OBJECTIVE—To determine the financial and clinical benefits of implementing information technology (IT)-enabled disease management systems.
RESEARCH DESIGN AND METHODS—A computer model was created to project the impact of IT-enabled disease management on care processes, clinical outcomes, and medical costs for patients with type 2 diabetes aged >25 years in the U.S. Several ITs were modeled (e.g., diabetes registries, computerized decision support, remote monitoring, patient self-management systems, and payer-based systems). Estimates of care process improvements were derived from published literature. Simulations projected outcomes for both payer and provider organizations, scaled to the national level. The primary outcome was medical cost savings, in 2004 U.S. dollars discounted at 5%. Secondary measures include reduction of cardiovascular, cerebrovascular, neuropathy, nephropathy, and retinopathy clinical outcomes.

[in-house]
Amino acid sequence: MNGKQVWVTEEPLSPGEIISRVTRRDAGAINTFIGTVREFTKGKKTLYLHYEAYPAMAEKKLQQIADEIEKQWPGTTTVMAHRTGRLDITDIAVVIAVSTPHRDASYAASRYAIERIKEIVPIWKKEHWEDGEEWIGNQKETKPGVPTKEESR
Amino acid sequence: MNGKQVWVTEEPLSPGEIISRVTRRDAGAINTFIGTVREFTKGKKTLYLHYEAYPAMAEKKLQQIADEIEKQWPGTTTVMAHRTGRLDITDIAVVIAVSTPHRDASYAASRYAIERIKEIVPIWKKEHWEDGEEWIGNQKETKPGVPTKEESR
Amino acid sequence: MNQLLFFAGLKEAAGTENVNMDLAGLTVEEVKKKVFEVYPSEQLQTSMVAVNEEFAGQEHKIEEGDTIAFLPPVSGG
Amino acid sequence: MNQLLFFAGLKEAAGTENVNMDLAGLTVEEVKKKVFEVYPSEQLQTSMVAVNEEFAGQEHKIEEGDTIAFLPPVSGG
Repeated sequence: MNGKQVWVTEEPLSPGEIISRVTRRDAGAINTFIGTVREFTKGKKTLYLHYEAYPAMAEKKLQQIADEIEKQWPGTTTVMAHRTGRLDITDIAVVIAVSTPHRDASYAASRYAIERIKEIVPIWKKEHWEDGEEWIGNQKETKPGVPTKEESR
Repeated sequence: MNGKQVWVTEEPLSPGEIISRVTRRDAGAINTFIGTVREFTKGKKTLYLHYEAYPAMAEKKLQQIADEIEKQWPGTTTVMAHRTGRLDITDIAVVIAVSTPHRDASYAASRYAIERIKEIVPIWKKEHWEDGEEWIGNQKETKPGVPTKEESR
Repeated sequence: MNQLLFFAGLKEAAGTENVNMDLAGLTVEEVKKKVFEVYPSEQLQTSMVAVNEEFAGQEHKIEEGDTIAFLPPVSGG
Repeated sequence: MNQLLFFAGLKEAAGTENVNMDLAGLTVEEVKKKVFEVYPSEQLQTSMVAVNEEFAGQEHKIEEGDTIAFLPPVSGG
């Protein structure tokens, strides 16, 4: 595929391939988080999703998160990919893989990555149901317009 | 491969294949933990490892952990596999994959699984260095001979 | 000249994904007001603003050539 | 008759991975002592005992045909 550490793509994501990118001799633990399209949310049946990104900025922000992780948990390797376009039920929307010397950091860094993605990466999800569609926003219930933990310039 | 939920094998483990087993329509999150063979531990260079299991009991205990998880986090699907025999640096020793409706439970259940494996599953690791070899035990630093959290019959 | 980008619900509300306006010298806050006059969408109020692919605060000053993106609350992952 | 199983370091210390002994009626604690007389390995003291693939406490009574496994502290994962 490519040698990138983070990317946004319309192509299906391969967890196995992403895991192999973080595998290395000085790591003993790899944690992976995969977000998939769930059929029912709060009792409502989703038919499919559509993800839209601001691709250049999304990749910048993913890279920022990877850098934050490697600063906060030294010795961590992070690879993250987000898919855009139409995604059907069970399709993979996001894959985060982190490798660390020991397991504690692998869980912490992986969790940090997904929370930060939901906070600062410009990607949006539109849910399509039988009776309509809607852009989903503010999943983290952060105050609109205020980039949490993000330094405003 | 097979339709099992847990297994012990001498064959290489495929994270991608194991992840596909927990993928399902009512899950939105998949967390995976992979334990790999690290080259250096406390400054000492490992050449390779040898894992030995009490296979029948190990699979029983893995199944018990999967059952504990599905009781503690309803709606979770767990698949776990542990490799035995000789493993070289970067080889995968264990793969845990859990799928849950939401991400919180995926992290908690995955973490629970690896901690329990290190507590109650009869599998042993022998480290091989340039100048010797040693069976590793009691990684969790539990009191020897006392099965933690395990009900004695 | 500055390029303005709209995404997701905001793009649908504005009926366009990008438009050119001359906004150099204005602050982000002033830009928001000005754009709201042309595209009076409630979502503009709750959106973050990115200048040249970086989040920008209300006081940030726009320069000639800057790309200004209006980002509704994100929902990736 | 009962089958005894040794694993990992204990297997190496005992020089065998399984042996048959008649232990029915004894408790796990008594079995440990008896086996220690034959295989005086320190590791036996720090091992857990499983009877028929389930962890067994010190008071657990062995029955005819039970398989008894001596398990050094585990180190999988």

RESULTS—All forms of IT-enabled disease management improved the health of patients with diabetes and reduced health care expenditures. Over 10 years, diabetes registries saved $14.5 billion, computerized decision support saved $10.7 billion, payer-centered technologies saved $7.10 billion, remote monitoring saved $326 million, self-management saved $285 million, and integrated provider-patient systems saved $16.9 billion.
CONCLUSIONS—IT-enabled diabetes management has the potential to improve care processes, delay diabetes complications, and save health care dollars. Of existing systems, provider-centered technologies such as diabetes registries currently show the most potential for benefit. Fully integrated provider-patient systems would have even greater potential for benefit. These benefits must be weighed against the implementation costs.